Layers and layers and layers make up our modern homes. It is interesting to watch the process first hand. Although all the products and steps are familiar to me because of our perennial remodeling projects, and because of my work which puts me on many construction sites, I'm enjoying watching each step, not missing a one -- including the tiny, but important, tasks like picking up nails, or raking...
Isabella, Fred and Laurie's goat, had two babies last evening. The kids were born at just the right moment for Brad to witness their births. These pictures were taken only about 12 hours later. Both kids are healthy and Isabella nervously, but kindly, allows us to handle them.
Oh so cute! Lots of good goats milk coming up...
An impressive machine
The nest-building bluejays stayed away
from their task today with this huge thing
Chris Marti in front of the
guesthouse machine room floor
and the mainhouse footings in
The carport slab gets the human "power"
These guys are miracle workers
Here it is -- the beautiful carport floor
The concrete experts are at work
so Micka and Brad are able to
just relax and watch
What good are big machines if not to
watch -- Rose, Timothy, Eric & Ben
We definitely had an exciting day today. Once the concrete arrived there was no turning back and our new home became very, very real. It's also great to be able to see the actual shapes and relationships of the buildings to one another and to the land.
A satisfied Brad watches a
Austin and Brad
Now we have water.
The main living space footing is
ready to pour
Golda Moore (of Lance Moore
Electrical) & Brad showing off
their cute hats
Last Friday we were scheduled to pour the barn's foundation but a glitch or two postponed it. Now, tomorrow is the day! With all the millions of little details to finish up to insure everything is just right, we're glad we had a few extra days. Brad, Austin, and I worked at the site all day, with a little electrical help from Lance and Golda. This evening Ed and Brad are working until dark to finish up with rebar supports, final checks on levels, double checks on utilities, and generally checking and double checking everything. The cement trucks and pumper arrive early tomorrow morning.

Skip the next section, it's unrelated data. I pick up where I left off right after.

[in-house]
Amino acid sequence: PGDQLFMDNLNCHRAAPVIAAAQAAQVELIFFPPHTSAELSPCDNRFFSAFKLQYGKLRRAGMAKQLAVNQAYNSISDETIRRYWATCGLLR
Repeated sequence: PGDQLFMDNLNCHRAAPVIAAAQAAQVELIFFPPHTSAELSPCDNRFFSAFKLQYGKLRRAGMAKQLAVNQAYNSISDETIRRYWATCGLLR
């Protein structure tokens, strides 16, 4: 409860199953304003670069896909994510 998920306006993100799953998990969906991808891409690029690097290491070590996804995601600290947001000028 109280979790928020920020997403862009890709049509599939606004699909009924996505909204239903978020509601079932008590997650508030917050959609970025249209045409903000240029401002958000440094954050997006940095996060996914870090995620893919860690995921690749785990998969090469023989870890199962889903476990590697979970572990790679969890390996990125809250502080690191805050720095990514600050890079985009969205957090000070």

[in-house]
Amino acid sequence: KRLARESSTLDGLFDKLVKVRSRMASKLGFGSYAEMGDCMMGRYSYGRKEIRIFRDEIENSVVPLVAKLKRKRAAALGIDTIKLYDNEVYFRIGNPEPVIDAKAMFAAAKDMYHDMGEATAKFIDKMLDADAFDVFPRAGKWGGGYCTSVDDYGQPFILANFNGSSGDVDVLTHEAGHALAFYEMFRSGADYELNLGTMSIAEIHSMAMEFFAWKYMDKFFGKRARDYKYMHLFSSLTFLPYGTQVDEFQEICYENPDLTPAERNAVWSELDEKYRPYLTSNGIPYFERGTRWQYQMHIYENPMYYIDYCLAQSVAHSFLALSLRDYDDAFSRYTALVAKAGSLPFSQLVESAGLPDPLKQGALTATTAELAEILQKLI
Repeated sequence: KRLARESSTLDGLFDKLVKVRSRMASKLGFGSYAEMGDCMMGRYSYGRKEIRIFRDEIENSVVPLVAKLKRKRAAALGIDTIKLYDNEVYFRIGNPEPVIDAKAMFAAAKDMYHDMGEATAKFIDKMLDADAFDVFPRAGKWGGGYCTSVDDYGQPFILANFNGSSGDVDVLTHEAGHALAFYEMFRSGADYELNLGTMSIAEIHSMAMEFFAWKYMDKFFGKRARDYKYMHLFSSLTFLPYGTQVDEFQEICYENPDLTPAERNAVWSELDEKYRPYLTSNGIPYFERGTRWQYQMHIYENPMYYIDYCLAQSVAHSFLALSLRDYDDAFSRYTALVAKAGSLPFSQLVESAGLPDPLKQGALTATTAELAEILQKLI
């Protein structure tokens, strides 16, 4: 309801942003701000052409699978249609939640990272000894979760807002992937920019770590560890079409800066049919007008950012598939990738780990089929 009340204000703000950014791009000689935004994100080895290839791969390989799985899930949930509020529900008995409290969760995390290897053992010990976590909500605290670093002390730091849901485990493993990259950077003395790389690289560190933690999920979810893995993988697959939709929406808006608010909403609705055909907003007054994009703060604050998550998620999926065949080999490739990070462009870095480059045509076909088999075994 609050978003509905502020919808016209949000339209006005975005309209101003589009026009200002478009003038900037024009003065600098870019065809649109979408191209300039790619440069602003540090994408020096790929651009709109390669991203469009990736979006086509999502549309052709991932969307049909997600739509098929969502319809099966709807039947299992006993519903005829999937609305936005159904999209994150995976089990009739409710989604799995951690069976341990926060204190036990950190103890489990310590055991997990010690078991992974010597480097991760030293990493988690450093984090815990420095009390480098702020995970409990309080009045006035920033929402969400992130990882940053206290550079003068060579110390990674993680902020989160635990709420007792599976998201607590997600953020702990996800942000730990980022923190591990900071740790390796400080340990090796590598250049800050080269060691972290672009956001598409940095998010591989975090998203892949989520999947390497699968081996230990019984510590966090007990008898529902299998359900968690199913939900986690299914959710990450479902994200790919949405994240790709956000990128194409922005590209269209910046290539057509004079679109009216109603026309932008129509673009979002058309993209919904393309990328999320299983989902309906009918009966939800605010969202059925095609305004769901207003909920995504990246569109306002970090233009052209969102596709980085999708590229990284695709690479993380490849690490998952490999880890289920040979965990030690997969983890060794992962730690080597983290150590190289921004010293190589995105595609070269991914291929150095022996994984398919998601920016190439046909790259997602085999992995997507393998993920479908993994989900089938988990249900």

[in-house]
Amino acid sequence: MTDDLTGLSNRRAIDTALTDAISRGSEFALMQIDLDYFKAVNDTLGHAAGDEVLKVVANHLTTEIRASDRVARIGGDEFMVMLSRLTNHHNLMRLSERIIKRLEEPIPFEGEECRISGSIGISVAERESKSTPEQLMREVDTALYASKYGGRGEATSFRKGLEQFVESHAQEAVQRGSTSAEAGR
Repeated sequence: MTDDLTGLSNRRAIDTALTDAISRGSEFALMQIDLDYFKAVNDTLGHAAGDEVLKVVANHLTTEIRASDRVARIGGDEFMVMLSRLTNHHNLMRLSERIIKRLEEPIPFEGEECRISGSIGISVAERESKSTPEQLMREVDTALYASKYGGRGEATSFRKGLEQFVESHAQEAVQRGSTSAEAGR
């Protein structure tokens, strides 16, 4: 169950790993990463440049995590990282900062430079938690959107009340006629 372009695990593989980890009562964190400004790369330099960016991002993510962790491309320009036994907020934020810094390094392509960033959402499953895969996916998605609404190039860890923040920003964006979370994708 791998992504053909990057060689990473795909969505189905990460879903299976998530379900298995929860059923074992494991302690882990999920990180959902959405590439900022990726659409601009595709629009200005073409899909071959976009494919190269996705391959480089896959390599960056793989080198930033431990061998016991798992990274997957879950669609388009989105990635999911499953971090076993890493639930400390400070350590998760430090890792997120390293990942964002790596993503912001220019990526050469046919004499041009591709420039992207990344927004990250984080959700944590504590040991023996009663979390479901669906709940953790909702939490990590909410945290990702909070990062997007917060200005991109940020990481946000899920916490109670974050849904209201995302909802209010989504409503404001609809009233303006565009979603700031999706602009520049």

Carport Foundation and slab-to-be
Our new guest house and main house
foundations - Chris Marty & crew
Guest house and main house
The crew hams it up for photos
The Marty Bros are doing our foundation work -- one brother does the footings, etc. and the other flat work, so today it was Chris working on forms. On Friday the trucks will start arriving for the first pour for an estimated two, perhaps three, truck loads of concrete. Both Marty Brothers will be present because we have both footings and flatwork scheduled. The carport will have the slab poured, plus there's a tiny machine room slab under the guest house. Prior to Friday a million details need to be tended to. Like do we have all the right things in the right ditches going to the right places before those options close?
Brad is having such a good time. He loves the process and the challenge. Ed and I marvel at the details he carries in his head, on the drawings and in his Fredley notebook. It is awesome to watch and experience and share this project with one another and our friends and neighbors. I imagine this is what an old fashioned barn raising must have felt like.
Dianne, next door, has been feeding us dinner and delivering tea and sharing her bathroom and generally making our time on the site quite pleasant. Laurie and Fred have been doing the same with coffee, dinner invitations and frequent site inspections. And, Judy too, is so very generous with her tea and sharing of parking and storing our trailer in her driveway. We are really lucky! So far this project is much more fun than headache.
Today it was clear and beautiful with the flowers strutting their stuff and the mountains with their snow covered peaks looking majestic. The nights are down in the low 30's so once the sun goes down it is really cold. Despite that, Brad plans on working until 9:00 tonight. I pooped out at 6:30 and Ed had a coaching appointment so he was only able to do a brief inspection before going off to his "other" job.